The first album was a very hit-or-miss affair, featuring lightweight rap, bland reggae, infectious grooves, and solid pop gems. Based on its success, expectations were high for the next disc. The band truly delivered. Colour By Numbers went to #1 in the U.K. and spent six weeks trapped at #2 behind Thriller in the U.S. It launched a rare (for the time) four Top 20 singles and solidified the credentials of the band as real musicians and pop masters. Since the first album, they had significantly improved their chops as a band and as songwriters. They also brought in a secret weapon for this disc: Helen Terry. She provides backing and duet vocals on several songs. Her soulful belting is a perfect complement to Boy George’s soulful croon and the result is magical.

The first song is Karma Chameleon, the band’s biggest single and most recognized tune. It was their only U.S. #1 and topped charts around the world. It’s a charming, infectious song about being true to yourself — and the perils of failing to be. Keyboardist Phil Pickett co-wrote the song with the band and helped shape its unforgettable sound. A lighthearted riverboat video helped cement the song’s success. The second track was the fourth U.S. single, the band’s first to miss the Top 10. It’s A Miracle arose from their initial experiences in America and the somewhat skeptical celebration is a buoyant, fun track with a joyous beat. It’s one of the tracks where Helen Terry adds just the right magic.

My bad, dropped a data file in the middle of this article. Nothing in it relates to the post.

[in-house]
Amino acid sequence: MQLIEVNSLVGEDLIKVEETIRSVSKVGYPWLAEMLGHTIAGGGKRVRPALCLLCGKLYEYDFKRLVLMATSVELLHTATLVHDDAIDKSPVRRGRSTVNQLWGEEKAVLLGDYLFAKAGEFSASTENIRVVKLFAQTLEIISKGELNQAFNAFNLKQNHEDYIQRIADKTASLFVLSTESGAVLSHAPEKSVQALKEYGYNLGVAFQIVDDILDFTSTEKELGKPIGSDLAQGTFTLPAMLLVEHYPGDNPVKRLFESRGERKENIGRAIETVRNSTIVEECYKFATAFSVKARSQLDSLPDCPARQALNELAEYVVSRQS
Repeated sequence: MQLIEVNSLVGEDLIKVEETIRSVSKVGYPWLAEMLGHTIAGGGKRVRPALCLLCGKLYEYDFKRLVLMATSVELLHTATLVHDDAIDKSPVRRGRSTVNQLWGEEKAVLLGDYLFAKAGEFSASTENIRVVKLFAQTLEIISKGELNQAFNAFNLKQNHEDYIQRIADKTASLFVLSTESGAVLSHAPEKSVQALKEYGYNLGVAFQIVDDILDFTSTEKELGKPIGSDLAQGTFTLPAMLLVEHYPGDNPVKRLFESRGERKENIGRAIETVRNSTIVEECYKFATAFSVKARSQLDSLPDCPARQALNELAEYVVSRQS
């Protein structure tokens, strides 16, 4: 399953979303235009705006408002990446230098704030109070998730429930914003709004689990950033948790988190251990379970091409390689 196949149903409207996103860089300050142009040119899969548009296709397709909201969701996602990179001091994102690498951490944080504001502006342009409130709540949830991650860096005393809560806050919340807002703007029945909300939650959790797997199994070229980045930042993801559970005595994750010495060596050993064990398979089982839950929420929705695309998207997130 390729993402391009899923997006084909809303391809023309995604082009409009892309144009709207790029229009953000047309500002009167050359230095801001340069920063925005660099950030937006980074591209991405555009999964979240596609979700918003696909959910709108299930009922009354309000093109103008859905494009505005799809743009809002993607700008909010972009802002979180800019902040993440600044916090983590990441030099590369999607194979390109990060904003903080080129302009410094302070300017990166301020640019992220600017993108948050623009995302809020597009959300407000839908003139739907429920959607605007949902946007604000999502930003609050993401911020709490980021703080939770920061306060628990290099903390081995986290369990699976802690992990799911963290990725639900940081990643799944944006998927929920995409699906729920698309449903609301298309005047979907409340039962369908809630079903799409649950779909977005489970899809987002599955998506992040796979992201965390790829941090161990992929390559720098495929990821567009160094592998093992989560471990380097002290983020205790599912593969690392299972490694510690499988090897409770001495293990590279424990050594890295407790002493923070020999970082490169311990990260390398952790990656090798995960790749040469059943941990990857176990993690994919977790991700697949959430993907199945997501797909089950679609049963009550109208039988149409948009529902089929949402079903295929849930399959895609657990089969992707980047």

Black Money is a solid album track, showcasing George’s vocals. He has really come into his own, with a powerful blue-eyed soul groove that melts over the tune like honey. A song about passion, risk, and betrayal, it’s one of the band’s best offerings. Helen Terry provides an astounding backing vocal, scatting around George’s anguish to great effect.